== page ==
(BIVN) – The Hawaiʻi County Department of Water Supply is making an effort to educate everyone about its mission.
The video below was recently produced by the water department, and uploaded to YouTube with the title: Water, Our Most Precious Resource.
The video also appears on the water department’s revamped website.
Water Supply Manager and Chief Engineer Keith Okamoto made a presentation to the Hawaii County Charter Commission on October 12. “Basically, if we do our job right,” Okamoto said, “bottom line, we get taken for granted.”
“We like to think that when you get your water bill,” Okamoto told the commission, “it is probably less than your cell bill, HELCO bill, telephone, cable bill, things like that. And currently, we’re still only sending out a bill every two months.”
Written testimony, signed by Okamoto and Water Board chair Craig Takamine, stated:
It is critical to keep water supply self-sufficient. Maintenance and operation of water systems assures safe, viable, reliable water is available to support healthy growing communities. The water fund needs to be independent of good or bad economic conditions to ensure this fundamental resource supports the existing customer base with reasonable rates.
The Water Supply campaign to educate comes as the charter commission considers a proposal to revamp the way the county handles its water resource. Environmental Management Commission Chair Rick Bennett suggested a charter amendment to dismantle the Department of Water Supply, in favor of creating a Department of Water Sustainability.
“There needs to be coordination,” Bennett said. “Water is a very finite resource. As we look towards another decade or two of declining rainfall, we need to be thinking about water in our future, otherwise there isn’t any.”
The amendment, according to Bennett, would also:
- Promote water conservation aggressively as well as the reuse of all reclaimable waters.
- Institute policies and programs to protect surface, ground and near shore waters of Hawaii Island.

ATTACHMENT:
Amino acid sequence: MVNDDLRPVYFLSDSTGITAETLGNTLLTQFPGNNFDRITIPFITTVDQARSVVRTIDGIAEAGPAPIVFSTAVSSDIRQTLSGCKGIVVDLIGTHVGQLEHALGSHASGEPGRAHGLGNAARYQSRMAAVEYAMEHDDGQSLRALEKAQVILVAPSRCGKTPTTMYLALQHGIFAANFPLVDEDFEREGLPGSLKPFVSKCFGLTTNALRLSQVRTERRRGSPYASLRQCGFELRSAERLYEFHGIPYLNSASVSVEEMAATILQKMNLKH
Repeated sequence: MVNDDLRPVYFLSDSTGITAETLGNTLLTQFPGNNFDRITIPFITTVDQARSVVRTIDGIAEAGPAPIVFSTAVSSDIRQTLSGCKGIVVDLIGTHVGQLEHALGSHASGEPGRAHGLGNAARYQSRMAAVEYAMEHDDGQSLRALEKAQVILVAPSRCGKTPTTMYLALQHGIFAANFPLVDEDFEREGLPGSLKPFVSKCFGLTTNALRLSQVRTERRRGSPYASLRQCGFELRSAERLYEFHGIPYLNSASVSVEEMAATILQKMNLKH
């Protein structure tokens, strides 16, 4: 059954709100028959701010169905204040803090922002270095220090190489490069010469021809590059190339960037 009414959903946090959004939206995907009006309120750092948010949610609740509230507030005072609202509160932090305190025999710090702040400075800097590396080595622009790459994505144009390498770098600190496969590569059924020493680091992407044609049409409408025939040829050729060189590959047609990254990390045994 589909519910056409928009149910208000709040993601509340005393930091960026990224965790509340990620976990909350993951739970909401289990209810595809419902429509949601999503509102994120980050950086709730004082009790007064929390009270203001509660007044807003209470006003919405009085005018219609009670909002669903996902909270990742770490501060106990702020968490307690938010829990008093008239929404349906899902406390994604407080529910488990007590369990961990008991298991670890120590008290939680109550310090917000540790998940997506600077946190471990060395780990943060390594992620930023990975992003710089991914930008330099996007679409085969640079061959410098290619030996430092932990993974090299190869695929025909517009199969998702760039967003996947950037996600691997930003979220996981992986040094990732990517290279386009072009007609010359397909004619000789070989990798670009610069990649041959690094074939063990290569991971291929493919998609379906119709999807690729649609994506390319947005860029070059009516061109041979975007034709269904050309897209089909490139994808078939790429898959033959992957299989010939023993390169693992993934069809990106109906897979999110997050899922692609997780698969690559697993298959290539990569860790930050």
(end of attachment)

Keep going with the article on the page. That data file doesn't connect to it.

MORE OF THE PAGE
- Coordinate with other departments in this regard.
Bennett also proposed creating an Office of Sustainable Water, which would include an executive position under the Managing Director to “oversee and coordinate all county policies that affect all water and coastal water resources to protect the economy and wise use of water resources.”
“We chose to step back and look at the larger picture,” Bennett added, “not just how that department influences water quality but how the policies of all the departments… parks and recreation, planning, building… and we found that all of these departments, through their policies, can have profound influence on the water quality of this island. There are literally big holes in the bucket.”
“Our recommendation to the Charter Commission was to create a policy that caused the departments to coordinate,” Bennett explained. “Have a person in the mayor’s office who oversees that. And then, the most controversial part, was to take the Department of Water Supply, bring it into the family and to increase the scope of their responsibility for water conservation – which by large is not happening – and then water reuse.”
At the October 12 charter commission meeting, testifiers defended the semi-autonomous water department. Former Water Supply employee Kanani Aton and Mayor Harry Kim spoke in support of keeping things as they are.
The Department of Water Supply also responded, in writing:
Since the inception of semi -autonomous water management in Hawaiʻi, efforts to amend or remove it from City and County Charters have surfaced before. For the most part, these efforts were not carried forth for very good reason. Decision makers of the past have learned that water infrastructure requires extensive long-range planning beyond the usual term limits of both the Legislative and Executive Branches of government. While the overall political systems of both these branches are sufficient to carry forth all other public service within 2 – 8 year term limits, successful water management needs a much longer span of oversight to stay ahead of current and future demands for water infrastructure.
“Unfortunately”, Bennett says, the “charter amendment probably won’t get off the ground at all, but our job was to start the conversation.”
The charter commission did question the make-up of the Water Board, which oversees the administration of the department.
“One of the earliest pieces of testimony we received as Commission,” said commissioner Michelle Galimba, “was from a man who was suggesting that we put into the Charter more … demanding qualifications for people on the water board. I think they specifically were asking for … an engineering degree, in relation to the pump failures that happened” in Kona last year.
“I’ve been with the Department for over 20 years,” Okamoto responded, “and I’ve gone through numerous water boards and I think it’s actually a benefit when you have a mix, and you don’t put certain requirements on the board members because you have these varying perspectives that are all legitimate. We have technical staff on board, all we need is direction from the water board saying – hey, this is a priority, we want you to … seek outside professional assistance, which is what we did on this last go-around with the Kona situation.”